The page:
Monday, November 26, 2012
Nachas Part II
Last week, just before his younger brother sang his way into the hearts of dozens (see post from last week!) my older son was quietly making nachas of his own.
Rob and his friend G came to volunteer at Friedman Place, where I've worked as a fundraiser since April. Friedman Place is a residence for 81 adults who are blind or visually impaired.
Rob and G had created a program for residents called Sports Night, something we had never tried before. They structured it like a talk radio show-- two guys dishing on sports, with the participants asking questions. They had notes and stats on the Bulls without Derrick, the Bears lousy offensive line, and the NHL lockout. They also prepared long lists of trivia questions to try and get everyone involved.
Rob asked me a lot of questions about Friedman Place residents. He wanted to know if they had always been blind, and how they "watched" sports. He wanted them to have fun, and he asked what sports might be particularly interesting to them. I answered what I could. There was a lot I didn't know.
Rob and G scheduled their event on the evening of our Board of Directors meeting which I would be attending, and my boss generously invited them to join the board for dinner in advance of Sports Night.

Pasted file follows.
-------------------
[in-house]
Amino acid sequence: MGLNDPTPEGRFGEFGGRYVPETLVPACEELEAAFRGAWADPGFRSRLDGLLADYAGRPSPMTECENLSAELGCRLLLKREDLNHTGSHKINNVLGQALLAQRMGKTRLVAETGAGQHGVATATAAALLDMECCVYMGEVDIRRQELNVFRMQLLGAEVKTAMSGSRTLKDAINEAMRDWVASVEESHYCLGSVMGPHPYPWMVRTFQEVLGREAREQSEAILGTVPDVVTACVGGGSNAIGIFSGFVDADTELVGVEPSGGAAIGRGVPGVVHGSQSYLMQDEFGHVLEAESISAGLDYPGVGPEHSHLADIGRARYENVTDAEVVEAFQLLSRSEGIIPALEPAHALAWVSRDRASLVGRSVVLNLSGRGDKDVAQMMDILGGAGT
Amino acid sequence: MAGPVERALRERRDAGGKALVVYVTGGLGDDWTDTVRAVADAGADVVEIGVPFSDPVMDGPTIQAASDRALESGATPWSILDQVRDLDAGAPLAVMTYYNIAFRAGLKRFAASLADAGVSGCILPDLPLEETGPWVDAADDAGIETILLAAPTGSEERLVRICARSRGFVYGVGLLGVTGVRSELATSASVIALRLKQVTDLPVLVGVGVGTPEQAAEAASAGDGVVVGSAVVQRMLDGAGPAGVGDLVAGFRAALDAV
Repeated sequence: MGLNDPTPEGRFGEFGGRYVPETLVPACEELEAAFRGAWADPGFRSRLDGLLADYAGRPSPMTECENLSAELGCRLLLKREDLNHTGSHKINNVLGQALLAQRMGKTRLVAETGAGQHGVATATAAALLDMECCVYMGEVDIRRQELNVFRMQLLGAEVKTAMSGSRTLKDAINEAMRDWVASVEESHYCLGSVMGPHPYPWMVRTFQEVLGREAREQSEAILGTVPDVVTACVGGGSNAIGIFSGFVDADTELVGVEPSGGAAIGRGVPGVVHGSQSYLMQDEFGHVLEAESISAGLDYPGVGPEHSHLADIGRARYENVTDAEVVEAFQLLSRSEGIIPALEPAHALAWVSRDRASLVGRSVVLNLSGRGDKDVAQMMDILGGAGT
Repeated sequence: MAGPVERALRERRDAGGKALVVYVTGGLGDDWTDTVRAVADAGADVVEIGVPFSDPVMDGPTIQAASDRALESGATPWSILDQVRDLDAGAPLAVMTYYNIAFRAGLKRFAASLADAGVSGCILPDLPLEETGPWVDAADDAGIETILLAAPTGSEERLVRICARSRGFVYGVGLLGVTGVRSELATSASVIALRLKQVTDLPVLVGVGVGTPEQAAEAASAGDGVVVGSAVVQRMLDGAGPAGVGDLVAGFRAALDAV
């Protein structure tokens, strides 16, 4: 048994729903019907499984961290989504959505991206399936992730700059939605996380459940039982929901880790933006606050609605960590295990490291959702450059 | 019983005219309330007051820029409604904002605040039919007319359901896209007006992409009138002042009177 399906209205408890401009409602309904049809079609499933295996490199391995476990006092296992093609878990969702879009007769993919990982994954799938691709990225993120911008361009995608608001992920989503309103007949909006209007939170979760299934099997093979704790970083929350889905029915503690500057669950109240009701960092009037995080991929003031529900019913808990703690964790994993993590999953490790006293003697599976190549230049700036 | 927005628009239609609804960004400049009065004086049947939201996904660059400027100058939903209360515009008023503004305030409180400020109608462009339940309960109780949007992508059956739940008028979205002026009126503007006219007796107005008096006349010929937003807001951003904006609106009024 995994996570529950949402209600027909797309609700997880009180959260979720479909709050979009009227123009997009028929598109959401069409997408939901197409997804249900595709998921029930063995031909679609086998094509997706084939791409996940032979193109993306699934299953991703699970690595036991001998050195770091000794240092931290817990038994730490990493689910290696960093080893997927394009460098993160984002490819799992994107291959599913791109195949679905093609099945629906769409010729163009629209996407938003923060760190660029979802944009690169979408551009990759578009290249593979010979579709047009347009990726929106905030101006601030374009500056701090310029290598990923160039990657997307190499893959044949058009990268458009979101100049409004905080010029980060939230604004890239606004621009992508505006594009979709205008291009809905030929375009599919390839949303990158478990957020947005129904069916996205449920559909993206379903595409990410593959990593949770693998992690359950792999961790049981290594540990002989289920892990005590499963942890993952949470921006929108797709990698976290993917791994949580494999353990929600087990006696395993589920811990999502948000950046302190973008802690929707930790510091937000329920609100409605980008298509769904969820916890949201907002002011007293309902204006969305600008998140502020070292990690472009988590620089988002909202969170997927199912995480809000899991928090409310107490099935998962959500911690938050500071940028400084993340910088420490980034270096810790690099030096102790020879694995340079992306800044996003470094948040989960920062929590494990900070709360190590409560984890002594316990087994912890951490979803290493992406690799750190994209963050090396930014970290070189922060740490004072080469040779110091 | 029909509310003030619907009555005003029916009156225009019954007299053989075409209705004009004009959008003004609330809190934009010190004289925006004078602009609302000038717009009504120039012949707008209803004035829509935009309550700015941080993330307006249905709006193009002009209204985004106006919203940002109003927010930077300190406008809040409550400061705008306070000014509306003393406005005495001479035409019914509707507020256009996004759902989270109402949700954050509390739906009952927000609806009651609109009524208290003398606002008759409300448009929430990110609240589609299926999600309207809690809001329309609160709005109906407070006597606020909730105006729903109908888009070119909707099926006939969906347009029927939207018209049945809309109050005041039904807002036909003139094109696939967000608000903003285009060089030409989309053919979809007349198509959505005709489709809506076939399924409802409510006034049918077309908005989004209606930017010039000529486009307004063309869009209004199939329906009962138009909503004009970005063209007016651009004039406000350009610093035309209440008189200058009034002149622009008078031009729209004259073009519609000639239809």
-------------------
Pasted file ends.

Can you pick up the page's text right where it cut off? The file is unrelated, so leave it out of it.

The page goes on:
G was running late, so when Rob arrived I gave him a quick tour. I showed him our aviary in the lobby where the birds sing to our residents and guests, and our library with braille books. One of our residents brought us into the computer room and showed us how the talking computer program tells him all the scores from the ESPN website.
I was surprised that Rob so readily agreed to dinner with the board members. I thought he might find it intimidating but he was happy for the free meal. I knew the board members would be friendly to Rob, but I also knew they'd be curious. For the last 23 years, I've spent most of my time working on being a good mother. If someone wants to know if I do good work, meeting my son is a pretty good test.
Lucky for me, Rob is wonderful. He is smart and well-spoken. He is kind and helpful. He looks you in the eye and is genuinely interested in what you have to say. If you look in the dictionary under "Fine Young Man" you would see his picture. Did I mention that he is handsome?
I graciously accepted many rave reviews from the board members and my colleagues. This was different than when my son hit a home run or sang a song. I don't take any credit for their talents. But these compliments were because Rob was a mensch, and I take lots of the credit for that.
After dinner, the boys shared their sports insights with a group of blind adults. One person wanted to talk about bowling. Another reminisced about Kiki Cuyler who played for the Cubs in the 1920's. Two people fell asleep.
It was a huge success.